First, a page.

For example, if you waive collision coverage and the car you rent is damaged or stolen, it doesn’t matter whether it’s your fault or not.
The rental company, or its collection agency/claims department, will assess fees based on its own policies, the local state laws, and what you agreed to when you signed the rental document. You read that very carefully while standing there, right?
Even more shocking? Most rental agreements require the traveler who signed the agreement to pay fees for any sort of damage to the car – blown tires, door dings, falling trees – no matter whose fault it is.
While the damage waiver protection you get at the rental counter is littered with exemptions, from high deductibles to all kinds of exclusions for property damage, there are problems with relying on your auto policy back home and your credit card coverage too. Some travel insurance plans cover rental cars, which we’ll get into in a minute.
1. Your auto policy back home can’t always help
Many travelers believe that their own auto policy will provide the coverage they need, but it’s important to note that the coverage you have back home carries over to the rented vehicle – same rules, different car.
This means your auto insurance typically leaves you high and dry when you travel when:
- You drive an older vehicle to work every day, but rent a shiny new one on your trip. Your policy limits may not be enough to cover a rented vehicle that is stolen or destroyed.
- Your auto policy doesn’t include ‘loss of use’ charges. These are the fees imposed by the rental company while the car is being repaired and cannot be rented.
- Your auto policy doesn’t cover ‘administrative fees’ and ‘diminution of value’ (the cost levied for lost resale value) charges either. Neither of these are well-regulated or even disclosed until an accident happens.
- Your auto policy won’t cover cars rented outside the U.S. – and most don’t.
2. Your credit card coverage can’t always help either
Some credit card coverage will pay for loss of use, but not many and those that do may require a fleet utilization log showing that the rental company didn’t have other cars to replace the one you rented – a piece of documentation that can be difficult for a traveler to get from the rental company.
Unfortunately, there are other concerns about relying solely on your credit card benefits for rental car coverage, including:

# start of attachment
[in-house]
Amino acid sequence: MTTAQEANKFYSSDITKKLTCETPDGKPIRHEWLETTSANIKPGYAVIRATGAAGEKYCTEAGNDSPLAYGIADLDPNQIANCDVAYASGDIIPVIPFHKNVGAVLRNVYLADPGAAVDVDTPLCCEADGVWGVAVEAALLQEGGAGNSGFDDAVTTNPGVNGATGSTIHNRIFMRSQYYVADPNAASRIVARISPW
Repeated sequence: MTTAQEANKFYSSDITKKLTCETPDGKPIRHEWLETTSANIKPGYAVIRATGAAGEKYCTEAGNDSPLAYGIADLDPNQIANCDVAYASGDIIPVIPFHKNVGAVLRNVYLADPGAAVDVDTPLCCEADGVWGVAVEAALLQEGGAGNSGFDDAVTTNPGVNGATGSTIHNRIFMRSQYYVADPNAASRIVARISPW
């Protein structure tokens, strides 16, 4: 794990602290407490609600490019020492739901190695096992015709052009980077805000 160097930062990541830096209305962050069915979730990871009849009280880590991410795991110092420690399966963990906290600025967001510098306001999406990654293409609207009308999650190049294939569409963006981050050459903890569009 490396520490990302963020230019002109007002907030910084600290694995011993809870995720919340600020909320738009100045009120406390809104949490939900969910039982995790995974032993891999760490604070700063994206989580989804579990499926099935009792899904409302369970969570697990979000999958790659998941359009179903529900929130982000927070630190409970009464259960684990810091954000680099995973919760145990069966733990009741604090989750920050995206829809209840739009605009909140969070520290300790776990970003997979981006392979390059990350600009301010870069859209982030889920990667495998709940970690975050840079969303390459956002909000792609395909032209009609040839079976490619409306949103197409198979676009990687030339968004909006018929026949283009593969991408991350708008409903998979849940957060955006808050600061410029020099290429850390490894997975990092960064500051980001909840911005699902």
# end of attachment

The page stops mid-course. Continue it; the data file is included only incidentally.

- Credit cards also don’t cover administrative fees or diminution of value costs, which can be quite substantial if the car is battered but still functional.
- Credit card coverage is typically secondary, and a major accident could raise your auto insurance rates back home.
- Credit card benefits also have policy limits that may not be enough if you rent an expensive car.
- Credit card coverage applies only to the vehicle, not to personal liability or personal injury.
- Only some credit card benefits apply to cars rented outside the U.S. and most don’t cover theft or vandalism at all.
- You can’t rent a motorcycle, truck, SUV, exotic, antique or off-road vehicle with your credit card and have coverage. Same thing applies to recreational vehicles and campers.
- Credit cards limit the duration of your coverage, typically 15-30 days.
3. Where you should not buy your rental car coverage
Now that we’ve scared you into paying attention, we also want to caution you against buying coverage at the rental counter for at least two important reasons:
- Rental car coverage purchased at the counter typically costs more than double the typical travel insurance collision coverage costs ($7-$9 per day versus the $18-$21 or more at the counter).
- You won’t have the time to review and understand the limits and exclusions. With a travel insurance plan that includes car rental collision coverage, you’ll have a review period to read and understand your policy.
4. Why collision coverage with a travel insurance plan is better
Rental car collision coverage with a travel insurance policy gives you broader coverage than your credit card: it pays up to the policy limit (usually $25,000-$50,000) if your rental car is lost or damaged as a result of:
- natural disasters
- fires or explosions
Plus, this coverage will pay for loss of use charges too.
It’s also primary coverage, which means it will pay up before your other insurance, so if there are charges left over you can combine them and (hopefully) cover the entire loss.
While car rental collision coverage in itself doesn’t pay for the loss of personal possessions, a complete travel insurance package – one with baggage protection, that is – will repay a traveler for that loss (up to the policy limit).
5. Where collision coverage with a travel insurance plan falls short
Car rental collision coverage with a travel insurance plan falls short in a few areas too. These losses are excluded:
- damage to another vehicle, structure or person
- damage as a result of mechanical failure or breakdown
- any consequence of war or contamination by radioactive material
- damage that occurs while under the influence of alcohol or any illegal substance
Then again, most of these aren’t covered by your auto insurance or your credit card protection either.
Only your auto insurance policy back home may cover personal liability and property damage, and only if you are renting the car within covered regions and have followed all the expected rules of the road.
See our full review of car rental collision coverage for additional details.